January 11, 2008 -- AS you read these lines, our troops are in the midst of Operation Phantom Phoenix, a "mini-surge" to squeeze al Qaeda and its fast-dwindling band of allies out of their few remaining safe havens in Iraq.
Iraqi troops fight beside us against a common enemy. Vast swaths of the country enjoy a newborn peace. Commerce thrives again. At the provincial and local levels, the political progress has been remarkable.
As for Operation Phantom Phoenix, our commanders expected terrorist dead-enders to put up a fight. Instead, they ran, leaving behind only booby traps and disgust among the Iraqis they tormented far too long.
Well, they can run, but they can't hide. We dropped 20 tons of bombs on 40 terrorist targets yesterday, including safe houses, weapons caches and IED factories. In a late-afternoon exchange with The Post, Gen. David Petraeus characterized our current ops as "executing aggressively, pursuing tenaciously."
The headlines at home? "Nine American Soldiers Killed." No mention of progress or a fleeing enemy on the front pages. Just dead soldiers.
Determined to elect a Democrat president, the "mainstream" media simply won't accept our success. "Impartial" journalists find a dark cloud in every silver lining in Iraq. And the would-be candidates themselves continue to insist that we should abandon Iraq immediately - as if time had stood still for the past year - while hoping desperately for a catastrophe in Baghdad before November.
These are the pols who insisted that the surge didn't have a chance. And nobody calls 'em on it.
Meanwhile, "Happy Birthday, Surge!"
One year ago, "the surge" kicked off as a forlorn hope, our last chance to get it right.
The odds were against us. Terrorist violence was out of control. Baghdad was a toxic wreck. Militias ruled, with ethnic cleansing rampant. And Iraq's leaders couldn't even agree about which day of the week it was.
We had never applied a coherent military or political policy in Iraq. Dithering leaders, civilian and in uniform, squandered American and Iraqi lives. A unique opportunity to jumpstart change in the Middle East had collapsed amid ideological fantasies, a looting orgy for well-connected contractors and Washington's simple unwillingness to really fight.
Even the new US jefe maximo for Iraq, Petraeus, was a dark horse. He'd just signed off on a counterinsurgency manual suggesting that the key to defeating terrorists is to learn to pronounce Salaam aleikum (Peace be with you) properly.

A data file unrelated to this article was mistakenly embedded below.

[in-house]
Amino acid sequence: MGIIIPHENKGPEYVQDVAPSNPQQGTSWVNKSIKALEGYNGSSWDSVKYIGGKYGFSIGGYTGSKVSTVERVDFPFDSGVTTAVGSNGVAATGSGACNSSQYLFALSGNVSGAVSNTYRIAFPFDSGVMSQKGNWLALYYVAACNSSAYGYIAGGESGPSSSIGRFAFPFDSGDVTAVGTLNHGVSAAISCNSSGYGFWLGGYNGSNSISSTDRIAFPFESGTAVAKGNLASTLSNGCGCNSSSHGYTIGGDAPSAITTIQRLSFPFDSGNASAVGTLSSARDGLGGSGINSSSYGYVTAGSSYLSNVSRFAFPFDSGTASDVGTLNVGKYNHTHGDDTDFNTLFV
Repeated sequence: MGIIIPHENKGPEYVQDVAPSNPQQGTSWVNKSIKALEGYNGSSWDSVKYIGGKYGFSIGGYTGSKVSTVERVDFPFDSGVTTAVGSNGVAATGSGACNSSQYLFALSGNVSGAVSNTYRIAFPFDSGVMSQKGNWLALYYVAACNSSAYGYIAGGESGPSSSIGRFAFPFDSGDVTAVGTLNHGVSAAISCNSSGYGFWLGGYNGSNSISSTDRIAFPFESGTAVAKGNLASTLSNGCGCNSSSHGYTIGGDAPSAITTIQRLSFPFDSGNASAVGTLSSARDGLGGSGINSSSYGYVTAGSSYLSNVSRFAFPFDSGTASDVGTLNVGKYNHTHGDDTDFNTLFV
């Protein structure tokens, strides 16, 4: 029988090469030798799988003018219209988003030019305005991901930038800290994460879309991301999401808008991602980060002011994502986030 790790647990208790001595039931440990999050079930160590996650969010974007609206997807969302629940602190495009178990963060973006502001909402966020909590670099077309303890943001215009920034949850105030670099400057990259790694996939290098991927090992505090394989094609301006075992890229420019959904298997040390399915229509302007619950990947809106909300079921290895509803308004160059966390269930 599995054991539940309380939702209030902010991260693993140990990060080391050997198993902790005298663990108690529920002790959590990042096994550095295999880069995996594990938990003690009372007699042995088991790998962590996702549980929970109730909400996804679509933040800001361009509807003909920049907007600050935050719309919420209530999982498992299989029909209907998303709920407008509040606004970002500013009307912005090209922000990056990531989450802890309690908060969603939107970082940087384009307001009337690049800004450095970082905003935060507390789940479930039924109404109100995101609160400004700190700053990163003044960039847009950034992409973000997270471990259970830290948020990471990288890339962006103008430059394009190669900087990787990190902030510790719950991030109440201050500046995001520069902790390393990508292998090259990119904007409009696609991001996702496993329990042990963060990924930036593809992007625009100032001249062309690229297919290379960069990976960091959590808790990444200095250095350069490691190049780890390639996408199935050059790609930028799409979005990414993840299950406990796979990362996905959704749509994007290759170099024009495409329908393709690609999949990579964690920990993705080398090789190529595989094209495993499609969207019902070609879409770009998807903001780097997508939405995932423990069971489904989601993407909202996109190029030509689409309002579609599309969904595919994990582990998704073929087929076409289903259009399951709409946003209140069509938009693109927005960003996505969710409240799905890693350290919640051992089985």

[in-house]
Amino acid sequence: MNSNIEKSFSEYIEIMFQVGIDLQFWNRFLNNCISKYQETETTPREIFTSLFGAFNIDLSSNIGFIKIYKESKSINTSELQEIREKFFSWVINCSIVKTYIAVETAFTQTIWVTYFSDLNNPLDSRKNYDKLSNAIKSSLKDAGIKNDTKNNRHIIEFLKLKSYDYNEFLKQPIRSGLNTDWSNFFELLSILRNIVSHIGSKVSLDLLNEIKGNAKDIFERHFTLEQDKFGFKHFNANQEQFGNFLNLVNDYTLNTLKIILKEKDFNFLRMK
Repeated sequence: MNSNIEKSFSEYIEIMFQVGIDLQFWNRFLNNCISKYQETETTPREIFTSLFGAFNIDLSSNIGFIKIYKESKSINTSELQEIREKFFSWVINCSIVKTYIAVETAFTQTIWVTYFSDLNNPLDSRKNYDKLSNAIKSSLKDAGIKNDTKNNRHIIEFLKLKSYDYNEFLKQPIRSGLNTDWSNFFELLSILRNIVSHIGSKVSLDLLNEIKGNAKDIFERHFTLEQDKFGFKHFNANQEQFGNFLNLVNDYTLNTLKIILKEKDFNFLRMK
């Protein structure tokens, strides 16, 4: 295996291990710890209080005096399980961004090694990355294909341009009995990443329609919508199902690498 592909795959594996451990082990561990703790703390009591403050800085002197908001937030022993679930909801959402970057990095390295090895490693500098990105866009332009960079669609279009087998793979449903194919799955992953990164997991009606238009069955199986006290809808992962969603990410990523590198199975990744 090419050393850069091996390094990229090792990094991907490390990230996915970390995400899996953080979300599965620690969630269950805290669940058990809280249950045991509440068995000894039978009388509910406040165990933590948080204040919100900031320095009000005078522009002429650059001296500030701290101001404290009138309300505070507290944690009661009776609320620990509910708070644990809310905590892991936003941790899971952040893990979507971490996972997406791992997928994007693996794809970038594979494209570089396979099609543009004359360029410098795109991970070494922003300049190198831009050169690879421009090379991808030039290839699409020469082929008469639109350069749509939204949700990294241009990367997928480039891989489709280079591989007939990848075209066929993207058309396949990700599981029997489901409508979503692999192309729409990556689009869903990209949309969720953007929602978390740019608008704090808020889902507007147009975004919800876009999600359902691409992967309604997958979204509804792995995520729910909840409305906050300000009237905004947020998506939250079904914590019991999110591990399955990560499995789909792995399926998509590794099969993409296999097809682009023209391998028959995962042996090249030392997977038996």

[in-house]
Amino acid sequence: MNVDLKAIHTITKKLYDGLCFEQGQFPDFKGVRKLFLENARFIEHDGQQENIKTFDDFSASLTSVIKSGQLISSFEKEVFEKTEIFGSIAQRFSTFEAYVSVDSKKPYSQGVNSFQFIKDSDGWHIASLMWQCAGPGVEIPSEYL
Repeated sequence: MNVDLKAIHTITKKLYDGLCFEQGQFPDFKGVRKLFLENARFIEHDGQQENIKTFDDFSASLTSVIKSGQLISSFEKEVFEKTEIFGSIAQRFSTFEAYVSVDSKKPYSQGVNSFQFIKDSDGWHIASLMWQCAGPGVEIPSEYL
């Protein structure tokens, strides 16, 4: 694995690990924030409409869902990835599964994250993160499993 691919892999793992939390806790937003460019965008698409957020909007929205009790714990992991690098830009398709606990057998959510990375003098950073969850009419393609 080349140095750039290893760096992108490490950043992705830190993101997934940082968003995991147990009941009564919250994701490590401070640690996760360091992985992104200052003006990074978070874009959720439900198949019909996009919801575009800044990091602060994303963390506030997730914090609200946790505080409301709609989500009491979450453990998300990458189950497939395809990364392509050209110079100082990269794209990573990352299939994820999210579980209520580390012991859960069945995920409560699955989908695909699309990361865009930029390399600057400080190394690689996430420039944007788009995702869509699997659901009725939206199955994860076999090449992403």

And then it all went right. Confounding Dems who expected him to preside over a retreat, Petraeus took the fight to the enemy like a rat terrier on meth. Jettisoning all the p.c. dogma, he turned out to be the first true warrior we put in command in Iraq.
Luck turned our way, too - and luck matters in war. Al Qaeda had managed to alienate its erstwhile Sunni Arab allies in record time. Former insurgents decided that the Great Satan America made a better dancing partner than Osama & Co.
Although analysts have missed it completely, the execution of Saddam Hussein helped, too: It took away the rallying figure for Sunni hardliners and made it easier for former insurgents to switch allegiance. The shock of Saddam's hanging jarred Iraq's Sunni Arabs back to reality: Big Daddy with the mustache wasn't coming back.
Meanwhile, the rest of the population was just sick of the violence. The merchant class wanted to get back to business. Tribal sheiks felt betrayed by foreign terrorists. And mashallah! We had veteran commanders on the ground who recognized the shifts underway in Iraqi society and capitalized on them.
Petraeus manifested two stages of military genius: 1) He recognized exactly what had to be done. 2) He didn't imagine he could do it all himself.
Our new man in Baghdad had the wisdom to give subordinate commanders a long leash when they caught a good scent.
Without in any way detracting from Petraeus, the indispensable man, our success this past year rested heavily upon field commanders far from the flagpole having the savvy to realize that the local sheik just needed one last bit of encouragement to jump sides.
Oh, and the left turned out to be dead wrong, as usual. We hadn't created an unlimited supply of terrorists. In fact, the supply turned out to be very finite, to al Qaeda's chagrin. And killing them worked. (One of the great untold stories of 2007 was the number of al Qaeda corpses.)
And our former enemies have been killing them for us.
Iraq still faces massive problems, of course. Thirty years of murderous tyranny under Saddam followed by four years of Coalition fumbling left the country a shambles. But Iraqis want it to get better.
The military situation is well on the way to being under control. Now the question is whether Iraq's leaders, especially those from the newly empowered Shia, can put their country above their personal and parochial interests (something that we don't expect of our own politicians these days).
On our side, the immediate problem is that we lack diplomats as visionary and capable as our soldiers. After almost a century, the Foggy Bottom fops still can't see beyond a world gerrymandered by their European idols at Versailles.
So here we are: The surge worked. It achieved all that we can expect of our military. 2008 will tell us whether the politicians and diplomats, US and Iraqi, can do their part.
And a final note: The Post had over a week's advance warning of Operation Phantom Phoenix, but didn't publish it. We don't share our nation's secrets with our enemies.
Ralph Peters' latest book is "Wars Of Blood And Faith."